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How the Marketers Stole My Brain

We can tell not what are people thinking, but how people are thinking.

"We can give an insight into the mind and emotions of the people a company is trying to communicate with. We can tell not what are people thinking, but how people are thinking."

By Virginia Millen

Emotions play a large part in our purchasing decisions, so marketers are using neurological methods to tailor advertising campaigns that influence our attitudes to brands.

How do you decide which running shoes to buy? Why do you prefer the iPhone over all other smart phones? Why did smokers crave a cigarette after watching an ad designed to turn people off smoking, while non-smokers were disgusted by it? These are the questions advertisers, marketers and market researchers are constantly faced with and Swinburne Neuroscience Professor Richard Silberstein has some of the answers.

Neuromarketing, or consumer neuroscience, is a relatively new area of research that combines neuroscience with market research. It uses brain-measuring technology to find out what consumers really think of advertising.

Until recently, market research companies had access to limited methods to assess the effectiveness of an ad. According to Silberstein, these methods rely on assessment using the right hemisphere of the brain, which focuses on details and specifics, to explain why we did or didn’t like an ad.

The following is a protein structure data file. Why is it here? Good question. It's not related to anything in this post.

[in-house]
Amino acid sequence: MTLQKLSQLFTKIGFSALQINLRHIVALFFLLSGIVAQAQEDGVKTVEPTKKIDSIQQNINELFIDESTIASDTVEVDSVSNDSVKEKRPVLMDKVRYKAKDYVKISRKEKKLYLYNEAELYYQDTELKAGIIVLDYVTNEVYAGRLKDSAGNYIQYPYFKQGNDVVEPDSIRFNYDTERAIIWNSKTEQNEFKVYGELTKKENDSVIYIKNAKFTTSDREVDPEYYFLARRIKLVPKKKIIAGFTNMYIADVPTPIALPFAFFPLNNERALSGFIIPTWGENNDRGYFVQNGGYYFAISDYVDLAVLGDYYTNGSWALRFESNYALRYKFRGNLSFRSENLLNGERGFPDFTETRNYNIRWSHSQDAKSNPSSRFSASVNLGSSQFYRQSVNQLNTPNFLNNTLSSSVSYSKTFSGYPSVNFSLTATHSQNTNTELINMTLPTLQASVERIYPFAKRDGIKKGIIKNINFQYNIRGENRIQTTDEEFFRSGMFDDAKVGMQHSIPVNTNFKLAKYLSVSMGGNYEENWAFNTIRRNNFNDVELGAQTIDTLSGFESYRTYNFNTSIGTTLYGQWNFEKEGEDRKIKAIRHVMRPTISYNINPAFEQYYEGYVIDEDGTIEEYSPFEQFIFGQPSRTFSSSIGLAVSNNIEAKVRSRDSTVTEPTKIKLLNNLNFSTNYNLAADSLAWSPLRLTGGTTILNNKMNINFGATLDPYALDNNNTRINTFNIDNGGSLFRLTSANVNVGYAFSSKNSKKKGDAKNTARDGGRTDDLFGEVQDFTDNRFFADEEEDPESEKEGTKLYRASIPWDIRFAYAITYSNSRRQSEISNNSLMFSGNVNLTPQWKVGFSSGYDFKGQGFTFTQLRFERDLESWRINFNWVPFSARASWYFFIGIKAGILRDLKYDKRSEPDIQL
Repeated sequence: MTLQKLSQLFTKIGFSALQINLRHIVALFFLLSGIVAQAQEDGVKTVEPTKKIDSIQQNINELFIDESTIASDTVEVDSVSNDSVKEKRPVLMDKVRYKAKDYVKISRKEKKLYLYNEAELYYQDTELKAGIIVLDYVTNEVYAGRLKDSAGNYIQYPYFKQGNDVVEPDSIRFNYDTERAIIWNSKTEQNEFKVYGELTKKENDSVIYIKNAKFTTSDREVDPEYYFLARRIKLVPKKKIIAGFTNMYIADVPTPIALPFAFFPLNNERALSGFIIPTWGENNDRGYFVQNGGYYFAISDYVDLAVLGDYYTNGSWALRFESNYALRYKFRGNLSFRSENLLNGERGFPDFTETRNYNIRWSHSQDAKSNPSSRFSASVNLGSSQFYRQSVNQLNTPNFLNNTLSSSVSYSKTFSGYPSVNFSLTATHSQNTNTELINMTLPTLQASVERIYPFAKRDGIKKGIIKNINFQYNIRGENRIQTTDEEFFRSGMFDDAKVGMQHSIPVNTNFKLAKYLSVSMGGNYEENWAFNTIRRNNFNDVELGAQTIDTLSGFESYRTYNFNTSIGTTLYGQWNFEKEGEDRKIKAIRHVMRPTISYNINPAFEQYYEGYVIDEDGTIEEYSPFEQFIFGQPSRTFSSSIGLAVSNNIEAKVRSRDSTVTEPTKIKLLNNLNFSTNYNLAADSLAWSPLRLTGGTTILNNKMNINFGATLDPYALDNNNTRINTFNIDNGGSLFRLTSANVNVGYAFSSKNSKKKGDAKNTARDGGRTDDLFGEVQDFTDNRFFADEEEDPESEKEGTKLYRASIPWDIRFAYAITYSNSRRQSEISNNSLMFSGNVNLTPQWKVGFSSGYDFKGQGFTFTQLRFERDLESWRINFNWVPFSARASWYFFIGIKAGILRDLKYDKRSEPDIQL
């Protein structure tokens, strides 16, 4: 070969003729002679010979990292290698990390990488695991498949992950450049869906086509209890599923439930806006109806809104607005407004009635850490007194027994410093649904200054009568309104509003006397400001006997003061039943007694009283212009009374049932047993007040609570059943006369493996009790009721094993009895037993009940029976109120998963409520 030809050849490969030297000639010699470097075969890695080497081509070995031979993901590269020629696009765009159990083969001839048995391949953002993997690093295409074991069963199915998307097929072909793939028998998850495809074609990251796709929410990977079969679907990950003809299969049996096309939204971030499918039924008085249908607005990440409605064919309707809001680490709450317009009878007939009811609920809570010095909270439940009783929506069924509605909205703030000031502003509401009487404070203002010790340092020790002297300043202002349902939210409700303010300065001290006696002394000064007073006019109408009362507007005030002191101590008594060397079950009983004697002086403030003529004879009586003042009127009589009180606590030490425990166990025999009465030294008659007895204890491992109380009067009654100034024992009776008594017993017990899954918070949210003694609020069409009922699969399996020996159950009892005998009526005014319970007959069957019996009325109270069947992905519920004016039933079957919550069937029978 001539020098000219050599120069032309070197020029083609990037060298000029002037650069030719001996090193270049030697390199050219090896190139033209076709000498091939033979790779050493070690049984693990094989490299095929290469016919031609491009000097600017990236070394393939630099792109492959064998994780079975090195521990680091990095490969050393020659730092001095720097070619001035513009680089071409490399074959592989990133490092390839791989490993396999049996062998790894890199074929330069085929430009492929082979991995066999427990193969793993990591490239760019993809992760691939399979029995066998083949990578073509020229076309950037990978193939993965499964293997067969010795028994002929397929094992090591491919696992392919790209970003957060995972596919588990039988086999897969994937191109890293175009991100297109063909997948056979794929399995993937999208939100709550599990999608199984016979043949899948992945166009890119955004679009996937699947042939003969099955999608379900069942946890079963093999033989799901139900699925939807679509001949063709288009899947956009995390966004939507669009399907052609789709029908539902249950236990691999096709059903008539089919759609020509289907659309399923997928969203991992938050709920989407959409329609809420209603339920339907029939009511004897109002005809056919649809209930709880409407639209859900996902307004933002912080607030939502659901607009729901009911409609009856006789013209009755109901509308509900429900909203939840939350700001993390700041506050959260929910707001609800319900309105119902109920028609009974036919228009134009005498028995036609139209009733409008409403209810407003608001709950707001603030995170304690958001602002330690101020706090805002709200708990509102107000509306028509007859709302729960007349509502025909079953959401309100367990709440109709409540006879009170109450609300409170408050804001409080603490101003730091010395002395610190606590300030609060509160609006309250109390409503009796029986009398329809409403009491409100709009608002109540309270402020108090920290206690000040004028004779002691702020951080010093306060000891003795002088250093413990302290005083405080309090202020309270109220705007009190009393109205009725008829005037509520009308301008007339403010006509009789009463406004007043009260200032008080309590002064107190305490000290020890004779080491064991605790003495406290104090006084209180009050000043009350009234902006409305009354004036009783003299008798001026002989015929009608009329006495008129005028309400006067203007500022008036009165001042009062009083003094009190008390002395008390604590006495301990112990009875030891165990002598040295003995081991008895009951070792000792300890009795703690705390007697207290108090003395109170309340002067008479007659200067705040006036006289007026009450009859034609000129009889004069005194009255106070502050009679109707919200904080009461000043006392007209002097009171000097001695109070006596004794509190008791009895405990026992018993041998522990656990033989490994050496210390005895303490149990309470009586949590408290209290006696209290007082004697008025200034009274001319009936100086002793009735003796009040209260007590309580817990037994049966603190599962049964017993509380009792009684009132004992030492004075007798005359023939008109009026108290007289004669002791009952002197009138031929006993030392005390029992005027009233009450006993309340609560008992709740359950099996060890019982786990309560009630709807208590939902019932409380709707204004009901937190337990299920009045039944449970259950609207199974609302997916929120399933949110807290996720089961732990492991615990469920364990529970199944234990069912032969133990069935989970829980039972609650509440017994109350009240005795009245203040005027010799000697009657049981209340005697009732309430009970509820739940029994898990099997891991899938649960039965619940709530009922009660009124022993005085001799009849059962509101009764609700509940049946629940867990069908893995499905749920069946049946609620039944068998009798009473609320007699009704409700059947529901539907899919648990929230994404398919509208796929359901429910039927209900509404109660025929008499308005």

“Basically, the current research tools that people are using for market research are good for fact-based ads, but they are no good for advertising that is more creative and emotional, which we are getting more and more of,” he says. “More and more advertising is directed at emotion. People are very poorly aware of their emotional processes and it’s even harder to vocalise or express them.”

Brain-measuring Technology

Research is proving that emotions are the most powerful drivers of our decision-making. But there’s another reason why advertising is working to appeal to our emotions, and that is due to heavy competition between brands that have little to set them apart, except for our emotional connection to them.

Take a tube of toothpaste, for example. Why do some people buy Colgate Total White Stripe over Macleans Ultimate White Ice Sensation? Silberstein explains we make these decisions based on emotion, not fact. It is important to note, however, that there are some cases when rational processes come into play. People will often choose a home loan, for example, based on the lowest interest rate a bank can offer.

Silberstein’s company Neuro-Insight uses a technology invented at Swinburne called Steady State Topography (SST) to measure the effectiveness of a piece of commercial communication by tracking rapid changes in the speed of neural processing in different parts of the brain.

“When a part of the brain becomes more active it tends to process neural information faster. SST is probably the only technology that can measure that particular feature of brain response,” he says. “The right hemisphere of our brain is concerned with imagery, but also with the emotional connection and that’s the one that’s hard to get at by using traditional market research methodologies.”